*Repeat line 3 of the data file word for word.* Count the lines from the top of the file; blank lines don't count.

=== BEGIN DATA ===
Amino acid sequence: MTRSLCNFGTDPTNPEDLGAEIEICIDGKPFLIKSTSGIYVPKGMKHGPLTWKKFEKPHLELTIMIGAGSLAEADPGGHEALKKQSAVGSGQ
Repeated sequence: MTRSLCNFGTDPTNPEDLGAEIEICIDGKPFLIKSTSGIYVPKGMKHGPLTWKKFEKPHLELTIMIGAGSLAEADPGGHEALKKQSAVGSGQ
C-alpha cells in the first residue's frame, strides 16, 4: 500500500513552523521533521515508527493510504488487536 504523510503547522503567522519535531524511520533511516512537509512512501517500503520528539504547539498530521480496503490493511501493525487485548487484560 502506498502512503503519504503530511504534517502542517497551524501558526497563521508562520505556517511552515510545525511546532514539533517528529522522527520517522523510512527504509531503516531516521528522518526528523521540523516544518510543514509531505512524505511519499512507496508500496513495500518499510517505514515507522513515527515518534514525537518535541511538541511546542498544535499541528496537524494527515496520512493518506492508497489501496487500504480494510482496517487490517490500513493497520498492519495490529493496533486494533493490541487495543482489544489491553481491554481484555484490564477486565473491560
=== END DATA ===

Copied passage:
C-alpha cells in the first residue's frame, strides 16, 4: 500500500513552523521533521515508527493510504488487536 504523510503547522503567522519535531524511520533511516512537509512512501517500503520528539504547539498530521480496503490493511501493525487485548487484560 502506498502512503503519504503530511504534517502542517497551524501558526497563521508562520505556517511552515510545525511546532514539533517528529522522527520517522523510512527504509531503516531516521528522518526528523521540523516544518510543514509531505512524505511519499512507496508500496513495500518499510517505514515507522513515527515518534514525537518535541511538541511546542498544535499541528496537524494527515496520512493518506492508497489501496487500504480494510482496517487490517490500513493497520498492519495490529493496533486494533493490541487495543482489544489491553481491554481484555484490564477486565473491560